First year mentor James West graduated from Northwestern University in 2008 with a degree in computer science. He chose NU because of its great engineering school and its proximity to Chicago. He thought it would be a different, interesting experience. Before moving to the area, James lived in Dothan, Alabama. Both of his parents were doctors and his older sister, who went to Auburn University, is a nurse. James says the best part about Alabama is the warmer weather. He loves the outdoors, but he'll take fishing and water sports over ice skating and skiing any day.
James works as a software engineer for Trading Technologies. He develops internal software for the company which, as a whole, develops software for trading futures (part of financial markets). He would like to go to graduate school at some point and possibly move to a smaller city in a warmer climate. He loves school because you are constantly with people. In college, as a member of the fraternity Pi Kappa Alpha, he lived with several close friends in one big house.
James also dreams of working in another country for a year. After graduating high school, he went backpacking in Europe for five weeks with a friend and absolutely loved it. He studied abroad in Rome, Italy, for a summer during college, too.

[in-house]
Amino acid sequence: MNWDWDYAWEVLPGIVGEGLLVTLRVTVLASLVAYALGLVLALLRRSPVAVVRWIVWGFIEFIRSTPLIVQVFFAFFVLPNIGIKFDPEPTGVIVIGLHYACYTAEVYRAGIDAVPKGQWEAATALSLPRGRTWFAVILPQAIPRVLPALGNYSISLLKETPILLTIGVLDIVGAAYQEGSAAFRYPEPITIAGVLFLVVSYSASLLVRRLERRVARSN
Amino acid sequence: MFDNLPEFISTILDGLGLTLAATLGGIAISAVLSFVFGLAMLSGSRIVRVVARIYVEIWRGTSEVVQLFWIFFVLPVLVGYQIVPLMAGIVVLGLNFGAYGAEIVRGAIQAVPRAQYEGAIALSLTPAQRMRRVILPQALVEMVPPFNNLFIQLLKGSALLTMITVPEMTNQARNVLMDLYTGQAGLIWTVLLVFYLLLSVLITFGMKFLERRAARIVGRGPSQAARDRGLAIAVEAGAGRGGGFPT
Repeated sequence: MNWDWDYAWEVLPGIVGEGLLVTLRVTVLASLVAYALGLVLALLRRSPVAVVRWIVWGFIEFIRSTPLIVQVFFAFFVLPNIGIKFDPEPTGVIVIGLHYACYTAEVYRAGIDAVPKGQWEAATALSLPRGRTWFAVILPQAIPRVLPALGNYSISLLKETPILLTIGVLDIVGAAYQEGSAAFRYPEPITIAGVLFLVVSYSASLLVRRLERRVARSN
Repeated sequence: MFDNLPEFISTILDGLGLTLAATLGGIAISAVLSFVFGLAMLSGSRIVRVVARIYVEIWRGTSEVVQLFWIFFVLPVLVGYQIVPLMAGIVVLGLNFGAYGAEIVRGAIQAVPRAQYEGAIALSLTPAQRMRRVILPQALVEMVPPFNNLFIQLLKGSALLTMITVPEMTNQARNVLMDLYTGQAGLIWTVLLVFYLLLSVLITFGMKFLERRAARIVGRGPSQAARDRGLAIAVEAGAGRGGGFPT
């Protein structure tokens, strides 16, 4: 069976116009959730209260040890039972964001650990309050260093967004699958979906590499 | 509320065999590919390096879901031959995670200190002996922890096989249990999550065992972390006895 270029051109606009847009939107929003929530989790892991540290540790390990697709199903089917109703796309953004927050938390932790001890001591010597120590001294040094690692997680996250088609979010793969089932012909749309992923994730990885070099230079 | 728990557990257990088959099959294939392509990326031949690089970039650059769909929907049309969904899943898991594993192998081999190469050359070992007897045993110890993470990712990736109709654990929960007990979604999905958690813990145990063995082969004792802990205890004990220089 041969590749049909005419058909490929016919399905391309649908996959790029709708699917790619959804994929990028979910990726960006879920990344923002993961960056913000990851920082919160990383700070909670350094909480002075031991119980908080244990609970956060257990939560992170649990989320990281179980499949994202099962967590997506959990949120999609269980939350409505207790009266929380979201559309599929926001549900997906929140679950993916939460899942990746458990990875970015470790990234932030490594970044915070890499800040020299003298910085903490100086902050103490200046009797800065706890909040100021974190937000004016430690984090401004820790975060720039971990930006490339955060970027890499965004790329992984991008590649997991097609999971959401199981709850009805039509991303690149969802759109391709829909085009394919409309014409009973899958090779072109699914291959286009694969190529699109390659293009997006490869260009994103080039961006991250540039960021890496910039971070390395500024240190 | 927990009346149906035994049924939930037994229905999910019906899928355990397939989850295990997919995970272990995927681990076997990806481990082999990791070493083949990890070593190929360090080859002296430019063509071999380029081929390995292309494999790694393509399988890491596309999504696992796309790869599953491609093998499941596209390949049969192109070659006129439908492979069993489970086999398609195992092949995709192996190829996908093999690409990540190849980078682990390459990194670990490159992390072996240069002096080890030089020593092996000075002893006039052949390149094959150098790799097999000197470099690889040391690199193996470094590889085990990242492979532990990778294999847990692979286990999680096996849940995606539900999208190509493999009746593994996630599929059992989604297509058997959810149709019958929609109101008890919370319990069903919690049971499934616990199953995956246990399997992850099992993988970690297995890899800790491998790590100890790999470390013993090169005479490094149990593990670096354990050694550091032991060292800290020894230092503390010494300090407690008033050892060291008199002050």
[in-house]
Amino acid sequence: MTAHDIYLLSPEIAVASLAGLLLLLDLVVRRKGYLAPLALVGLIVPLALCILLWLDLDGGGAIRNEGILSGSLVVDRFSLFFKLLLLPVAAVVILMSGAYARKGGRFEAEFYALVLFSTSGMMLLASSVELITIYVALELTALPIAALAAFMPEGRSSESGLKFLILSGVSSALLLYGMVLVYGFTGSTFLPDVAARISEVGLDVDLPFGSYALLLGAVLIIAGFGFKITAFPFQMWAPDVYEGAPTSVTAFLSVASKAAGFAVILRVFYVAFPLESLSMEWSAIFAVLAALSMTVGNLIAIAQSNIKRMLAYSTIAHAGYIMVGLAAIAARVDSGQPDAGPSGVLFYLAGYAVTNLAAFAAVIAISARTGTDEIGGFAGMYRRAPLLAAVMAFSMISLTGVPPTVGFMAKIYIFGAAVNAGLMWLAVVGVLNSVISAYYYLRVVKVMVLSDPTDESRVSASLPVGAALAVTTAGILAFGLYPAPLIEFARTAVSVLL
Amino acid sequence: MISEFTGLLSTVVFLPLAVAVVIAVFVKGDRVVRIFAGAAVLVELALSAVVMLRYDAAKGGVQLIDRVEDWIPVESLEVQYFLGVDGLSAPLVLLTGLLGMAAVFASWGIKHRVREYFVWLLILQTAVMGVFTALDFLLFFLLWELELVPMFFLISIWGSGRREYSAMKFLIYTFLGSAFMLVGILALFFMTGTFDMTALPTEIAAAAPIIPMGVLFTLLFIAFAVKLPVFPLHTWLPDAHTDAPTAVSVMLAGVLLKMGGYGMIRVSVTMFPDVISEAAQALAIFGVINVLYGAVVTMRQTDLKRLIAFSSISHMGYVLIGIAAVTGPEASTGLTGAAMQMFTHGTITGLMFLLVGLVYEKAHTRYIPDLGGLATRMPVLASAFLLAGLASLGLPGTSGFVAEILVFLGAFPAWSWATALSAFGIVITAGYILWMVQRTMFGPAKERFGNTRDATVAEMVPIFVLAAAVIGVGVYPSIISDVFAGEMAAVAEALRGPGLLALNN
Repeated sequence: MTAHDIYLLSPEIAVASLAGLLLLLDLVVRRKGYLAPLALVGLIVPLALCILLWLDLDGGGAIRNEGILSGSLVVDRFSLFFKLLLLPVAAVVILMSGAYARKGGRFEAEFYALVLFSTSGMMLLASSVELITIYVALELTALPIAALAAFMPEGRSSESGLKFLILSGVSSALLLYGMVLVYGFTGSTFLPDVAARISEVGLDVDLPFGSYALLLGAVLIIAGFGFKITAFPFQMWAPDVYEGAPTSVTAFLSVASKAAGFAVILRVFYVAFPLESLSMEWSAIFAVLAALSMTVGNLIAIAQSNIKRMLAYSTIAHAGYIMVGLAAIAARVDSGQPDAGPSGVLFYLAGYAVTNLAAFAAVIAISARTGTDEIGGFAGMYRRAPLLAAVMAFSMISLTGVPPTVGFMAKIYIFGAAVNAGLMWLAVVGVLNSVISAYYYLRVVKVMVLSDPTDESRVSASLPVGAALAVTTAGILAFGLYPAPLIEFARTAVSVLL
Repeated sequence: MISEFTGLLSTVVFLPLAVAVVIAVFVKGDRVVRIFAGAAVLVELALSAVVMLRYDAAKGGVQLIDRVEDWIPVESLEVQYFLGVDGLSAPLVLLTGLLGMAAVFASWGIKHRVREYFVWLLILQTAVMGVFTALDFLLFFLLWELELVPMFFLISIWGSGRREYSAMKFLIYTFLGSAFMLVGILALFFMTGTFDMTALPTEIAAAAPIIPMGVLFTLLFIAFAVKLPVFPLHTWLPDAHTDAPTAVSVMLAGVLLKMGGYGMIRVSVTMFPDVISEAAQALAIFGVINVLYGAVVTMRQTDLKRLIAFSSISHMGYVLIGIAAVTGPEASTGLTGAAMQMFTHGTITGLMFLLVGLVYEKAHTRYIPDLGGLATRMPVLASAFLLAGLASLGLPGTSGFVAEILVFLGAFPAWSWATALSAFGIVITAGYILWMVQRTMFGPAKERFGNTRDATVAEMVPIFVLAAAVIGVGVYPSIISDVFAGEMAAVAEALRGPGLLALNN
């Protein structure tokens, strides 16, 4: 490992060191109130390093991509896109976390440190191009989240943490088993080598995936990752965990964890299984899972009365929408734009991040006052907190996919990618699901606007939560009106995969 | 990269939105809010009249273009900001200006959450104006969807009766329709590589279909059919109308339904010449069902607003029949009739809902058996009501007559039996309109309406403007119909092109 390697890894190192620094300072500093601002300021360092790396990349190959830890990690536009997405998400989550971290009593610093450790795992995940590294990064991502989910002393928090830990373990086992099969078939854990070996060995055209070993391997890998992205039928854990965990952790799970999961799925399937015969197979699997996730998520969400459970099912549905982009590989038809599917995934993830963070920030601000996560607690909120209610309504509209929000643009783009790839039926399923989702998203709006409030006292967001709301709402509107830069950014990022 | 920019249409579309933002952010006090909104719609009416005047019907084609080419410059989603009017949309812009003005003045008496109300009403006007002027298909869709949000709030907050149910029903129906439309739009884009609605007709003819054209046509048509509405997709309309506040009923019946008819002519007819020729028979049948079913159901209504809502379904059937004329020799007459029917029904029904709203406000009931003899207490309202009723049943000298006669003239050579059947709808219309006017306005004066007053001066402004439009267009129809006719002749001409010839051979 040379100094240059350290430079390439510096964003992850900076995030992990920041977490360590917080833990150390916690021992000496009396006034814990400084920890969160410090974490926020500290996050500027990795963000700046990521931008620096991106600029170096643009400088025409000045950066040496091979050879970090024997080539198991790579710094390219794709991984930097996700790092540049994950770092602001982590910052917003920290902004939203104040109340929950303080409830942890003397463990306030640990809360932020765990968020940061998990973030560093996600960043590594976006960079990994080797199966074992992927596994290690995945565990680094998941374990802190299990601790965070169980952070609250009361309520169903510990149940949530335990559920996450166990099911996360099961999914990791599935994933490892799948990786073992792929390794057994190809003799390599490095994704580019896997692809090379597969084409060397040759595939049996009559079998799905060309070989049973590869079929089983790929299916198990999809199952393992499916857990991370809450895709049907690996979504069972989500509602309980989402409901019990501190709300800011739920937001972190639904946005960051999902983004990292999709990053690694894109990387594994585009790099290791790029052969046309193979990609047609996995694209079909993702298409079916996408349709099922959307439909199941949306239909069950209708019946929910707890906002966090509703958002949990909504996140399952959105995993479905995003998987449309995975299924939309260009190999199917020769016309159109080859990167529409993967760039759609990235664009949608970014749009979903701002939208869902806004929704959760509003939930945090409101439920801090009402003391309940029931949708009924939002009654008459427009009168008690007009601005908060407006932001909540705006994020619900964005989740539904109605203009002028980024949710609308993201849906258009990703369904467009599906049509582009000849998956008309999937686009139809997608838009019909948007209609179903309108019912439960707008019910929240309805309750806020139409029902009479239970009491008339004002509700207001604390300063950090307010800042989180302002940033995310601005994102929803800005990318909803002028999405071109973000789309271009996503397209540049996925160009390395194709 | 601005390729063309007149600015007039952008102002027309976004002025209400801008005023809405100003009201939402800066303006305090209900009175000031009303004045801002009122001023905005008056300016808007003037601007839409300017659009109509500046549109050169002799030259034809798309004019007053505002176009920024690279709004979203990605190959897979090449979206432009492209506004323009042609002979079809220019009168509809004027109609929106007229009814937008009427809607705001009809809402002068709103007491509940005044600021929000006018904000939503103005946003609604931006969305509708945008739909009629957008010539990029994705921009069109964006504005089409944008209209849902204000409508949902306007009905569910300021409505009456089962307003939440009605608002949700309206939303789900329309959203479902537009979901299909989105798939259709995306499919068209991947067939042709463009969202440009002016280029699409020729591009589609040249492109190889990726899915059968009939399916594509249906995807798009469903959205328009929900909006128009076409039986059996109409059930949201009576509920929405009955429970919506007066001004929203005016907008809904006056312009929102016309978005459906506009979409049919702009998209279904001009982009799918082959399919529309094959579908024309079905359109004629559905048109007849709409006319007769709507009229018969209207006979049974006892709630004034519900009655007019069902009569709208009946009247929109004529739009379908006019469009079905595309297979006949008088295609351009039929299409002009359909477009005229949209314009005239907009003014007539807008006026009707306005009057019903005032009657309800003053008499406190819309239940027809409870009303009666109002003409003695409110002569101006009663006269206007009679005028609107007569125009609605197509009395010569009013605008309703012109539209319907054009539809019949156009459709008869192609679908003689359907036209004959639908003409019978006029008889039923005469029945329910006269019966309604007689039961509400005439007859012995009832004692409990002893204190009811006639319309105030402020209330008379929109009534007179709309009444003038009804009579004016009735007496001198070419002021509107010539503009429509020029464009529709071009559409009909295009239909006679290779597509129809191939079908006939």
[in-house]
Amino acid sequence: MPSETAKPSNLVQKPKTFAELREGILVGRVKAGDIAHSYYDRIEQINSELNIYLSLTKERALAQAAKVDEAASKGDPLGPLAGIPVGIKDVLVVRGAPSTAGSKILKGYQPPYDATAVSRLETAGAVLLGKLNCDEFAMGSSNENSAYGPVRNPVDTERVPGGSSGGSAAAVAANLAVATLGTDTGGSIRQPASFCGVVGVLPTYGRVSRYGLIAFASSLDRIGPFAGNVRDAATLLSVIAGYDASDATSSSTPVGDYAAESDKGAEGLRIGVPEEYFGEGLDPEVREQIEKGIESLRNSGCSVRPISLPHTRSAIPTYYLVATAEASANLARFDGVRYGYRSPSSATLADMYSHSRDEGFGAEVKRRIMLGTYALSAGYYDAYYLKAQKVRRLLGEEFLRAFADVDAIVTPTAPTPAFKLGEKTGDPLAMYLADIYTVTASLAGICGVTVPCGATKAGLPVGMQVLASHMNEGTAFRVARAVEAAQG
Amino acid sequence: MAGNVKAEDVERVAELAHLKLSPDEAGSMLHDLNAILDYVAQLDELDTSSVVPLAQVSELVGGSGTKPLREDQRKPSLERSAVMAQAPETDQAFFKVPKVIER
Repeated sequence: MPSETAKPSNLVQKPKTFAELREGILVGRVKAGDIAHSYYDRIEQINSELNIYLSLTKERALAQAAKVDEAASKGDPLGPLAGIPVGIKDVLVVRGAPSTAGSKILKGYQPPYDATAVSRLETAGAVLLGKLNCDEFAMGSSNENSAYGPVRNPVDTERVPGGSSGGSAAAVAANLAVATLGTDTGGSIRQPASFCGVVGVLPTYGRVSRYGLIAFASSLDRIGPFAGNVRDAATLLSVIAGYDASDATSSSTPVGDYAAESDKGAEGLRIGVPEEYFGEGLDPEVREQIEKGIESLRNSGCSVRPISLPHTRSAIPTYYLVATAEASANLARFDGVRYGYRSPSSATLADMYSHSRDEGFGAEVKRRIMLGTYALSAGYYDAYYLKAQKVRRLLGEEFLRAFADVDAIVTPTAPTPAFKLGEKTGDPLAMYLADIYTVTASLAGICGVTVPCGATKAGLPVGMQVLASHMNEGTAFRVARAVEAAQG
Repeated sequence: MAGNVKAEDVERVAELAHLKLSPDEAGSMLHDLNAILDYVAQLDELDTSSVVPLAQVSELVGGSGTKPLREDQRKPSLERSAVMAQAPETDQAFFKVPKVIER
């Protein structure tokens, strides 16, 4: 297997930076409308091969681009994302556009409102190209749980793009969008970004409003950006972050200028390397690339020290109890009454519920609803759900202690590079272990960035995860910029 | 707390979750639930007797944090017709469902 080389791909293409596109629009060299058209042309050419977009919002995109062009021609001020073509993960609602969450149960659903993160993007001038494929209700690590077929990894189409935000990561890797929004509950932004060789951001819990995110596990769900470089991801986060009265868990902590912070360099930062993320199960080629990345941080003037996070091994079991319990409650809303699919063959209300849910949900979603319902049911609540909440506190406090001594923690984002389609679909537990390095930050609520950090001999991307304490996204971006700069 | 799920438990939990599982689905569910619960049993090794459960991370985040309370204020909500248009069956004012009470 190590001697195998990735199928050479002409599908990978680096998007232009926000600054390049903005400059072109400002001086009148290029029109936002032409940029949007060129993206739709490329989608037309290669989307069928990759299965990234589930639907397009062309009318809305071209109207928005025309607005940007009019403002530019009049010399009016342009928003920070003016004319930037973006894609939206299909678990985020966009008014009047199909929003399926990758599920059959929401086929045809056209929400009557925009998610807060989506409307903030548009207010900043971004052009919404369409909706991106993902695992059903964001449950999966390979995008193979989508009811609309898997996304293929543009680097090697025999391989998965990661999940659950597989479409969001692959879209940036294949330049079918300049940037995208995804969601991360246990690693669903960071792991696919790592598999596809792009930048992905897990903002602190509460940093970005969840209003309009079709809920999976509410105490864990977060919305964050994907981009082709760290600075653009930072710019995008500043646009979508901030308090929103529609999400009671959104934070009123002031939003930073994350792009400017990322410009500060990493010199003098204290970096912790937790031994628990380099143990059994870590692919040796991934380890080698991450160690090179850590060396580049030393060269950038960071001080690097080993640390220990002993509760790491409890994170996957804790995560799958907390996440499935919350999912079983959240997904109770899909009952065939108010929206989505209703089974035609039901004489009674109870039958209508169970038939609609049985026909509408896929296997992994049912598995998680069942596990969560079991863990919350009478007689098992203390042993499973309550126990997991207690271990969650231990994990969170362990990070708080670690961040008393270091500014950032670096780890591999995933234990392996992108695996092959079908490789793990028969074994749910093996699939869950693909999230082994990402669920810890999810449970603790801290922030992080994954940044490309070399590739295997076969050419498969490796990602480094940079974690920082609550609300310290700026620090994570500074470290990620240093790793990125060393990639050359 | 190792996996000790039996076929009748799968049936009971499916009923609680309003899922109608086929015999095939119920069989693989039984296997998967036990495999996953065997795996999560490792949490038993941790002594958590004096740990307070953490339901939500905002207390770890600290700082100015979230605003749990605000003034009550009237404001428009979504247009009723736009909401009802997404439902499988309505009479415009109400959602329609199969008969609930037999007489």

Like so many other people, James found out about Cabrini Connections through the Internet. He was looking for an opportunity to volunteer and ours looked good because he has always done well in school, thus making him a good tutor, and our location is convenient. James lives just a few blocks from our center. He is proud to be working with kids from his neighborhood.
But, though it was a good fit on paper, James knew this opportunity would be challenging. He had never worked with children before. Luckily, he was paired up with a fantastic young man, 7th grader Marquise Cook. "We've developed a pretty good relationship," says James. "We've become closer... Before, he would give me the shortest possible answer to my questions, but now he'll go into it." All relationships take time, but because James and Marquise have had almost perfect attendance, they've been able to make good progress.
Marquise usually brings homework, but even when he doesn't have any, he and James manage to make good use of their time together. James will make up math problems or ask questions about grammar. Both in this case and when they're doing regular homework, James has been able to assess what levels Marquise is at in different subjects. Therefore, when they do have extra time, he is able to focus on those areas. "We rarely play games," says James. "Just schoolwork. Start that way and it's what they expect." That's all great advice, James! You're new to tutoring, but I already think you could lead a training workshop. Keep up the good work. We appreciate it!